It’s been a great year for academic absurdity—understanding the word “great” in the quantitative, not the qualitative, sense, i.e., “big,” or “extensive,” not “excellent.” Where to start? With Larry Summers, science, and women at Harvard? With the campaign against Israel at Columbia’s Department of Middle East and Asian Languages and Cultures? Those stories are still percolating. And why not? As we write, the words of Rashid Khalidi, the Edward Said professor of Arab Studies at Columbia, are still echoing down Morningside Heights: “There is a nationwide campaign against the autonomy of universities … based on the utterly spurious assumption that universities are strongholds of radical and liberal beliefs.” Spurious? Meanwhile, Harvard is trying to figure out how to spend the extra $50 million that Summers has promised to silence his critics … no, that’s not right: we mean, to recruit and promote women “and other under-represented groups” in math and the sciences. The past quarter-century of left-wing discrimination, a.k.a. “affirmative action,” wasn’t enough, you see, hence the additional dough.

But Harvard and Columbia are only the tip of the iceberg. We’re dealing here with an embarrassment of … well, not “riches,” certainly: let’s just say “with an embarrassment” and leave it at that. For example, we’ve reported before in this space on little Hamilton College in Clinton, New York. It has really outdone itself lately. In December, the college cleverly timed the announcement of their new capital campaign to coincide with an invitation to Susan Rosenberg, late of the Weather Underground, to teach a month-long seminar as an “artist/activist-in-residence.” Guess what? Many people objected quite vigorously to the idea that a liberal arts college should hire a felon whose only public accomplishments were 1) driving a getaway car in an armed robbery that left a Brinks guard dead and two police officers wounded, and 2) transporting a cache of automatic weapons, and 740 pounds of high explosives. Hamilton tried to brazen it out: “Free speech!” “Diversity!” “Women writers!”—the administration tried out all the usual mantras. Nevertheless, donations to the college dried up and Rosenberg “withdrew.”

The Rosenberg wheeze came to the world courtesy of the Kirkland Project for the Study of Gender, Society, and Culture, an outfit at Hamilton which is exactly what its name implies, a left-wing catchment where aging ’60s radicals pool to ferment and celebrate themselves. A list of the Kirkland Project’s activities reads like a parody of wacko academic radicalism (check out their programming online). L’affaire Rosenberg was a body-blow to Hamilton’s fund-raising efforts, but, hey, why be satisfied with half measures? Kirkland’s next trick was to invite Ward Churchill to campus. You remember Ward Churchill: he’s the make-believe Injun and tenured prof from the University of Colorado who thinks that the victims of Islamofascist terrorism are like Nazi bureaucrats. Thanks, Ward! You got your fifteen minutes of celebrity, but Hamilton College got the country’s anger and contempt—quite right, too.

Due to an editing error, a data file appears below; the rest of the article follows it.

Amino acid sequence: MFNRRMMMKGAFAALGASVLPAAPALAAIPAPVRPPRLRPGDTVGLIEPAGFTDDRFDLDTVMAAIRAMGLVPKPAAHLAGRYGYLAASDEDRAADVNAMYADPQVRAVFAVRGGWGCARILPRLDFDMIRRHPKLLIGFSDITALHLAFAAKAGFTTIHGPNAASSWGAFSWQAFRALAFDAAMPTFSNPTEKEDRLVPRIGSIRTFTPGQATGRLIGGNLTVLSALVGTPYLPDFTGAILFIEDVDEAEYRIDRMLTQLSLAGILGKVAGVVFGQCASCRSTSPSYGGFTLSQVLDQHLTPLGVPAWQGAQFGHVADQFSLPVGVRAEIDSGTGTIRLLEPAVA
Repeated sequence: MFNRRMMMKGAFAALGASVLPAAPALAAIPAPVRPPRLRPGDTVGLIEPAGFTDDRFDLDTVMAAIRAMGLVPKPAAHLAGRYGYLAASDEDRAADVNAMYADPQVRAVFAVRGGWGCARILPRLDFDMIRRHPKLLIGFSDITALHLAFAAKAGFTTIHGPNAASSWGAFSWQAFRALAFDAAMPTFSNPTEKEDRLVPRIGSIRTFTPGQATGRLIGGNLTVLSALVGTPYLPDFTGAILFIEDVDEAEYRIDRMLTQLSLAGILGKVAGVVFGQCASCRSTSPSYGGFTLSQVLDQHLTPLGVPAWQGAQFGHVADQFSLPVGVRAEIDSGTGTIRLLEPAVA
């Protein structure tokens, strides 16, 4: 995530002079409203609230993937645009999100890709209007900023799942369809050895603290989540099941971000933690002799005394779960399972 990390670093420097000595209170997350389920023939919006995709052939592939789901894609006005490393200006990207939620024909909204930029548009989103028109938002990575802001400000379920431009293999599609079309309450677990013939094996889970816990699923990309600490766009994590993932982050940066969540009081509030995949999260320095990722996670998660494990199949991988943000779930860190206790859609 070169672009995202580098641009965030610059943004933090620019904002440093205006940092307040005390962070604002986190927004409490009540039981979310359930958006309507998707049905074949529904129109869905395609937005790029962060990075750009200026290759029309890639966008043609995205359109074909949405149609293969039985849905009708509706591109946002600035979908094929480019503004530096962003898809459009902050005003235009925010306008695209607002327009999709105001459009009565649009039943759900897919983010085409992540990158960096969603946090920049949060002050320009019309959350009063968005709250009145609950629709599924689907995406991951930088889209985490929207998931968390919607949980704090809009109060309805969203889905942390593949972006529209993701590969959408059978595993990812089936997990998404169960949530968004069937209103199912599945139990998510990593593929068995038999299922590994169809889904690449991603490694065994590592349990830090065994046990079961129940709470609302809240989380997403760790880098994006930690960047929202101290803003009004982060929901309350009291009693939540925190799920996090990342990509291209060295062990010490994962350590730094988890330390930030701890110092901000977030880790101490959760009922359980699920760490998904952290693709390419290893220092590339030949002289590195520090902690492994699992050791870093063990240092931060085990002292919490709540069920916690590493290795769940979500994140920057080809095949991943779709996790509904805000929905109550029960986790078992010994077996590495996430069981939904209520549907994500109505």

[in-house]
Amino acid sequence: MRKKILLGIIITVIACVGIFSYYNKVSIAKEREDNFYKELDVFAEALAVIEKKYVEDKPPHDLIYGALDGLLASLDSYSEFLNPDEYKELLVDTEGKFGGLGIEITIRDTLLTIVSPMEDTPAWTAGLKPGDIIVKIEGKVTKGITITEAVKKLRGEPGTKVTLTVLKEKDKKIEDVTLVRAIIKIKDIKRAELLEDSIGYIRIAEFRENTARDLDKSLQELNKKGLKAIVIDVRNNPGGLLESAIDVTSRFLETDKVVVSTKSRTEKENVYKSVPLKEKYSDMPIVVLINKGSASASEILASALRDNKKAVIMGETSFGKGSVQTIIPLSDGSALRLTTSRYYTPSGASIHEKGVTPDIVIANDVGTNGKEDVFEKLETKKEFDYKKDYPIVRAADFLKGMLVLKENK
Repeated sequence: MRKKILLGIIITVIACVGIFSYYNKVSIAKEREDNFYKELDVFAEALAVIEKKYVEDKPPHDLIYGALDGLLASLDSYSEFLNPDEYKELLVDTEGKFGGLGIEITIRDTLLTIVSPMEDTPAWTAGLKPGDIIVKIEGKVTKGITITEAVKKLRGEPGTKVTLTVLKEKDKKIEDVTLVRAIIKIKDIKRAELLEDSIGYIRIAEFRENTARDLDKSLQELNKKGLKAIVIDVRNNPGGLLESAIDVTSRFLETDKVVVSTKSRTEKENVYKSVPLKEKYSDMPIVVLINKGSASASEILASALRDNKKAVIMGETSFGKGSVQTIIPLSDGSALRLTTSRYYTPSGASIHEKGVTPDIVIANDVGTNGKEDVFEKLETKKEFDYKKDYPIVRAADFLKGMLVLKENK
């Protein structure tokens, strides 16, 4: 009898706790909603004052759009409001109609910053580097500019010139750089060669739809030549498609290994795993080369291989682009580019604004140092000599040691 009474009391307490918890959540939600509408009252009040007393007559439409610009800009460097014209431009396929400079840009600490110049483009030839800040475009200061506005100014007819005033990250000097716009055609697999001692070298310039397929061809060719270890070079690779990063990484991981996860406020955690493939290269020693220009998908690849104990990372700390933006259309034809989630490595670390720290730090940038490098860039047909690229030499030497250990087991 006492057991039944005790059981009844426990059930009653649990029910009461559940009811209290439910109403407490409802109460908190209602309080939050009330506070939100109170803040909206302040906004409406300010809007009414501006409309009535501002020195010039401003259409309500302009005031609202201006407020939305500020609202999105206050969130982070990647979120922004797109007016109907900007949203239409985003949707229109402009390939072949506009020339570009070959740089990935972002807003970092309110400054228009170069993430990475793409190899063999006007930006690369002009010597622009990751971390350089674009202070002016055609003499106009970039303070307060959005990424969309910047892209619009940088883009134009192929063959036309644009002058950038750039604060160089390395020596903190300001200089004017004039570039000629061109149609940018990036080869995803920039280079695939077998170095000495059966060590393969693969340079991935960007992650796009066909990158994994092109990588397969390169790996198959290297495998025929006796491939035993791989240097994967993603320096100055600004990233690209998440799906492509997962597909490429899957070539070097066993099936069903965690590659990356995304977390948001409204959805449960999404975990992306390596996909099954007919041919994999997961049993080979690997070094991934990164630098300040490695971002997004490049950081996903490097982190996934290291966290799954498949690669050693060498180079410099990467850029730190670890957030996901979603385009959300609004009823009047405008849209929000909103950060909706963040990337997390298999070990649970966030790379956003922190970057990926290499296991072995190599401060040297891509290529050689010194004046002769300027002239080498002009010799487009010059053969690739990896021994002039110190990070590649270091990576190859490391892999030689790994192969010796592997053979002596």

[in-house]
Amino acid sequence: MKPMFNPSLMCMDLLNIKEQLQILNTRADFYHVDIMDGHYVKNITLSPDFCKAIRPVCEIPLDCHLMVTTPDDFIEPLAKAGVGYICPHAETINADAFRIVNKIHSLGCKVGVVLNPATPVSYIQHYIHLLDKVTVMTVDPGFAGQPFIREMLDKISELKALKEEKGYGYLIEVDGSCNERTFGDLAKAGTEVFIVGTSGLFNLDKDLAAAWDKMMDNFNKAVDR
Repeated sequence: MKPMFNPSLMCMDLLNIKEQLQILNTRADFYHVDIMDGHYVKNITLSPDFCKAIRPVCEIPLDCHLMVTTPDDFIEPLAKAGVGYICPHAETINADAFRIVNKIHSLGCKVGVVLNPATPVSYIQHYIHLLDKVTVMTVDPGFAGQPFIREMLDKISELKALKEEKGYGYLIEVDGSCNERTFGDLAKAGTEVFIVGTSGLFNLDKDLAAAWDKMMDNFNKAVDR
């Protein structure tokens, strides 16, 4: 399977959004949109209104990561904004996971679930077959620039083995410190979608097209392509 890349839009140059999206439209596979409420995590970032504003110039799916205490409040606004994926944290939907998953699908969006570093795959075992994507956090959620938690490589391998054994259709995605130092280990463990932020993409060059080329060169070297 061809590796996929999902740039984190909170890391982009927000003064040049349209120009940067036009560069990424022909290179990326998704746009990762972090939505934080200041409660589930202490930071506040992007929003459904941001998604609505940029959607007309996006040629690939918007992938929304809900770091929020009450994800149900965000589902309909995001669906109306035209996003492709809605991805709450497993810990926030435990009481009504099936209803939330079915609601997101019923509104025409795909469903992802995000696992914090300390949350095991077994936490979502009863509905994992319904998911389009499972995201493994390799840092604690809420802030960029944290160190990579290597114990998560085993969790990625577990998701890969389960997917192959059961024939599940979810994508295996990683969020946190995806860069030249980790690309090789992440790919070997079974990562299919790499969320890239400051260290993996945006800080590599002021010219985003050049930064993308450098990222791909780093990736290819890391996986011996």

What to do? How about a faculty committee to “study” the problem? Hamilton duly convened such a beast and, lo, it has spoken. In its final report, dated April 26, the Kirkland Project Review Committee gives us—a total whitewash. Yes, there have been “controversies” (what controversies? Neither Rosenberg nor Churchill is even mentioned) but “the breadth of faculty engagement in the mission of the Project makes clear that the Project serves a perceived curricular need.” Where is Bishop Berkeley when you need him? At least he had the excuse of believing that “to be is to be perceived,” but what sort of justification is “a perceived curricular need” for the Kirkland Project on Left-Wing Politically Correct Activism (that’s plain English for “the Study of Gender, Society, and Culture”)? Take your time …

To those who believe that the Kirkland Project is a tendentious, politically motivated institution that has no place at a liberal arts institution, the Committee responds that “We believe that it would be dangerously inappropriate for a liberal arts college to restrict the kinds of points of view expressible in the missions of established or broadly supported campus organizations.” Of course, the committee really believes no such thing. Hamilton College in general, and the Kirkland Project in particular, restricts all sorts of “points of view,” as anyone who asks “What conservative speakers/ programs/initiatives has the Kirkland Project sponsored?” will discover. The short answer to that question is None. We all know that academia has become a one-party state, proclaiming “diversity” while practicing conformity. But it is rare to have the contradiction illustrated quite so blatantly.

Academic committee reports are not famous for their humor. But this one does contain an inadvertently droll moment. It comes at the very end. In matters of substance, the report concludes, Kirkland should remain very much what it has been. But because of “considerable disagreement” about its mission, the committee recommends that—can you guess? That the Kirkland Project be disbanded and its assets distributed to a new organization for the study of the American Founders? Not quite. The one concrete recommendation the committee makes is that the Kirkland Project —change its name.

American higher education is in a state of crisis. For once, the public, which one way or another foots the bill, has suddenly sat up and begun to take notice. This is exactly what the professors do not want. But such scrutiny is the only thing that will save the academy from its malignant addiction to left-wing pieties.

This article originally appeared in The New Criterion, Volume 23 Number 10, on page 1
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